>> Monday, June 25, 2012
Brandilyn Collins is a Christian author of the popular Seatbelt Suspense® books. One of my writing pals, Amy Michelle Wiley, had an opportunity to interview her and I thought I’d share. Here is part I and stay tuned next month for the conclusion.
AW: Brandilyn, thanks so much for joining us.
BC: Amy, nice to be with you. I’ll do my best to behave (but make no promises).
AW: Haha, thanks! I love your books and have gained a lot of inspiration from them, especially now as I'm writing a suspense book myself. Your first books, The Bradleyville Series, are contemporary Christian fiction with smaller elements of adventure. What prompted the switch to focus on the suspense genre?
BC: I didn’t really switch genres so much as focus. At the beginning of my career I was writing in both the contemporary and suspense genres. For marketing and branding purposes I needed to choose one genre. Suspense seemed the best choice at the time, due to its sales. I really did mourn losing contemporary for a while. But choosing a genre was the right thing to do. To this day, I find that having written contemporaries really helps me in my characterization in suspense. (And when I wrote contemporaries, you can see my pull toward suspense in each of them.)
Color the Sidewalk for Me. This is the second book in my Bradleyville series, and I think it’s the best in the series. In fact I think it’s one of the best books I’ve written.
AW: The title of that particular book is what first drew me to read your work, actually. It's such a lovely word picture and I enjoyed the story, as well. I know several other of my blog readers also write suspense. Do you have any advice for those of us writing in that genre?
BC: Well, it’s very hard. I find it way harder than writing contemporary fiction. Suspense has some strong conventions: tighter and tighter trouble for the protagonist, chapter hooks, twists, etc. A good surprising twist is difficult to pull off. I always write on two levels—the surface level of what I want the reader to believe, and the underlying, real level where the truth resides. Often individual sentences must be able to sound correct for both levels. I lead the readers to assume A or B or C (regarding who the bad guy is and the outcome), when the truth is really D or E. Or A and E. Or F and Z. You get the picture. The reader will read a sentence with the assumption in mind. But when the truth is revealed, that reader should be able to go back and relook at the sentence and say—“Ah. That’s how she fooled me.” Calls for some very careful, precise writing.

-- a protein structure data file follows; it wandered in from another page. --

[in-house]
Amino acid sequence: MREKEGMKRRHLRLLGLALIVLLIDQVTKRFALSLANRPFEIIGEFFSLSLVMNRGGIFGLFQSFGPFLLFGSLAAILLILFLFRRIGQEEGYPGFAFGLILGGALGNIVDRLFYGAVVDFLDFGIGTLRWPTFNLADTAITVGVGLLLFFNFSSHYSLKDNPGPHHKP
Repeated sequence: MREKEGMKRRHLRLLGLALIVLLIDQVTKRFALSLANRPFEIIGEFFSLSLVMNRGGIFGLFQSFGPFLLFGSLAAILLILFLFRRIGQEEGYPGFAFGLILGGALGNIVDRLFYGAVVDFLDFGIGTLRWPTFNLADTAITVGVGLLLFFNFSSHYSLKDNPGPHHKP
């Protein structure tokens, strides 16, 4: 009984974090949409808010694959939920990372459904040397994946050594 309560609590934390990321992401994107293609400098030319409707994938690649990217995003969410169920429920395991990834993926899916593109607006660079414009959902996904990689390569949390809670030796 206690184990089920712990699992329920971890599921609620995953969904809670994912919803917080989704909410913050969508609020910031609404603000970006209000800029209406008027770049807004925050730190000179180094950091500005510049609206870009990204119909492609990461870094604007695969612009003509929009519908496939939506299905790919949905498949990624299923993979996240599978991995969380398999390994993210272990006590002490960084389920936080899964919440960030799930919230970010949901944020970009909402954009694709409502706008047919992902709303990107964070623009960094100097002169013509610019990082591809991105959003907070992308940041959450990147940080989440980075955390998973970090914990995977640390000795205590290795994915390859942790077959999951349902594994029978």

If you’re going to write suspense, find some good suspense writers you enjoy and read them. Notice how they handle story structure, characterization, twists, chapter hooks, etc. I found when I was learning how to write fiction that my growth came 50% from reading and 50% from writing. Also—don’t forget that no matter how brilliant your premise is, readers will stop reading if they don’t care about your characters. It’s absolutely essential to make your readers empathize with your main character immediately. But without loading up the beginning with a bunch of backstory, which only slows the plot. And is boring. So there’s a balance. And that’s hard to find.
AW: Sigh. Methinks in my next life I’ll be a rocket scientist. It’s easier. I've got my work cut out for me! Glad I know some good suspense writers to study from. ;-)
When did you know you were called to be a writer?
BC: I can’t give you a specific date. I come from a family of writers, and I’ve always had the love of drama. In fact, drama was my first major in college, before journalism. I went from creating characters on the stage to creating them on the page. Once I began writing fiction I used what I’d learned through acting to create my characters. I wrote a book that takes seven techniques from the art of method acting and tweaks them for the novelist. It’s called GettingInto Character: Seven Secrets a Novelist Can Learn From Actors. It’s helped a lot of people, which makes me very happy.
AW: I'm one of those people who have been aided by that book—thank you!
Don't forget to come back for the conclusion of Amy's interview.